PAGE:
If a relative is unable to take care of credit card debt due to dementia, you have options.
Dear Credit Guy,
My mother is 84 years old and has dementia. She has a credit card debt that went into default around 2015.
At that time, my mother had written three emails to her doctor regarding her memory. I have copies of these emails. She also has three documents from two doctors stating that she has dementia and is unable to manage her affairs.
I am working with the credit card company to arrange reasonable monthly payments. I read somewhere that if a person is unable to pay a debt due to certain situations, such as mental impairment, away at war, or in prison, the debt can be placed on hold.
As a disabled 84-year-old person, what are my mother’s rights? – Michael
I am so sorry that you and your mother are going through this. Dementia is bad enough, but adding credit card debt in default makes things worse.
As for your mother’s rights in dealing with this card debt, I am not an attorney and cannot give you legal advice. It may be time for you to contact an attorney to discuss your best course of action.
Depending on your mother’s financial situation, there’s a chance she may be declared “judgment proof,” which means her creditors may have no legal recourse to collect a debt from her should she decide to stop making payments. But you should seek legal advice before making any decision regarding her card debt.
The emails you mention will be something to share with whomever you reach out to for legal advice, especially if you do not have a power of attorney for your mother at this time.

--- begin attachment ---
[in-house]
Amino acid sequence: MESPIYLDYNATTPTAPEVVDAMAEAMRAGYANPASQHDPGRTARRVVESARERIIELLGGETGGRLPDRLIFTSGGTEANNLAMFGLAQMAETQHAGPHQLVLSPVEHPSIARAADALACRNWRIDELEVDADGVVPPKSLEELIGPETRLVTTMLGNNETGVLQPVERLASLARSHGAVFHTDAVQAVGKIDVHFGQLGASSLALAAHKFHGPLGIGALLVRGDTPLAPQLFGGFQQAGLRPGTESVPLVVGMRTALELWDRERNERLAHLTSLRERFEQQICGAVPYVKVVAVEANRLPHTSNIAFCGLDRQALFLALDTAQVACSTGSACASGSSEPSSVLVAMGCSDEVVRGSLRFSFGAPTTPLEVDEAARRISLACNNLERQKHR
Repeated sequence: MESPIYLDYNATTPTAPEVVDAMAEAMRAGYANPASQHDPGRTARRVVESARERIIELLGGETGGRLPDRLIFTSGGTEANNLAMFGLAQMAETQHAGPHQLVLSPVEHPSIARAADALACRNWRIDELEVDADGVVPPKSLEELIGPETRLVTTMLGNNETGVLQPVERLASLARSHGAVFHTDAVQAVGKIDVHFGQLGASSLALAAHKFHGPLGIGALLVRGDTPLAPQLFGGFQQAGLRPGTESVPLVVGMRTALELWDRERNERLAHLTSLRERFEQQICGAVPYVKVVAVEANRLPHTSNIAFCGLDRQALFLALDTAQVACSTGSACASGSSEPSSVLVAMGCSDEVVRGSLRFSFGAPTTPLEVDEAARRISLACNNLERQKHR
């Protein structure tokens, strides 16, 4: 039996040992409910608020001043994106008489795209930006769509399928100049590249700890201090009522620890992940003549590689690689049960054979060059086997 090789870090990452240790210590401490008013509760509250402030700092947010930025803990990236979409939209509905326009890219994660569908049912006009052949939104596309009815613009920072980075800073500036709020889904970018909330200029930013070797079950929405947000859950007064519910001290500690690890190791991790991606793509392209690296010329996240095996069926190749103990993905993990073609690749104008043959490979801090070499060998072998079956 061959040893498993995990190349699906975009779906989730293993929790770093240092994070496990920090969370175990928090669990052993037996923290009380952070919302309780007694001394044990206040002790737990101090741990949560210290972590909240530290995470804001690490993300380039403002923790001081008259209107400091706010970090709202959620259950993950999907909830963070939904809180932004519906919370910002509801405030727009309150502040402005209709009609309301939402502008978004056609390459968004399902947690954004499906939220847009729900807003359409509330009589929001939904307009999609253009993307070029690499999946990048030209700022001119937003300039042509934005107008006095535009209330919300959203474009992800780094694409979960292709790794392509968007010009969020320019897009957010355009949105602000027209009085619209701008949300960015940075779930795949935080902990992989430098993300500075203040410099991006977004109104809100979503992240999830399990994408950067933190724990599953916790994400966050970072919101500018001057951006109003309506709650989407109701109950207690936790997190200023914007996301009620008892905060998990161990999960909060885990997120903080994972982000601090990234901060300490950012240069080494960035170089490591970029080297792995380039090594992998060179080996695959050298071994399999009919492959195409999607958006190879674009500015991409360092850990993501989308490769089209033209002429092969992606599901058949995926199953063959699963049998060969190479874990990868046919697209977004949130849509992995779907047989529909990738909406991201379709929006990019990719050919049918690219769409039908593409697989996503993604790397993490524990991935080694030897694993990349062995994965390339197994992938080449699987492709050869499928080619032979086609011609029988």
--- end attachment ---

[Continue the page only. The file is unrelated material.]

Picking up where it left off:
Erase credit card debt now, if you can
I can tell you that putting the debt on hold as you suggest won’t do much except put off the problem.
The debt probably won’t go away as long as your mother is living. People can live a very long time with dementia and your mother could be facing several more years of collection efforts if you don’t resolve this debt issue now.
The risk of restarting the clock on old card debt
You say the card went into default around 2015. It may be that your call to the credit card company to arrange for payment has restarted the clock on the statute of limitations for your mother’s credit card debt.
Depending on where your mother lives, this is usually between three to 10 years. Once her state’s statute of limitations has been reached, the debt will become time-barred. This means a creditor can no longer get a court judgment forcing payment on the debt.
But, as I have stated in previous columns, just because your mother cannot be sued for the debt once the statute of limitations is reached does not mean that the debt is not still owed. So, I applaud you on your efforts to work with the credit card company to work out payment arrangements.
Hardship programs to pay credit card debt
Be sure to ask the credit card company about programs for people in your mother’s situation. Most creditors offer hardship programs that will reduce both the interest rate and the minimum payment requirement.
If you were not offered something like that for your mother’s account when you called, call again and ask about the card issuer’s hardship programs.
Unfortunately, the creditor hardship programs are often for a limited time period, but you have other options to deal with your mother’s credit card debt.
Debt management plan: Another option to pay off card debt
You also can contact a certified, nonprofit credit counseling agency for help with your mother’s debt. When picking a credit counselor, make sure the credit counseling agency is a member of a national organization such as the National Federation for Credit Counseling or the Financial Counseling Association of America.
A debt management plan offered by a credit counseling agency is designed to pay off the debt in five years or less. Any concessions offered regarding payments and interest rates will remain in place until the debt is paid off.
All of that said, these options mostly apply to cardholders who are able to manage their debt obligations by themselves.
Given the age and health of your mother, I’m sure an attorney or a counselor will be able to offer you an option that will help both of you take care of her card debt without draining her finances at this stage of her life.
Take care of your credit!
See related: Protecting the elderly from credit card collectors, 5 tips for taking to elderly parents about credit card debt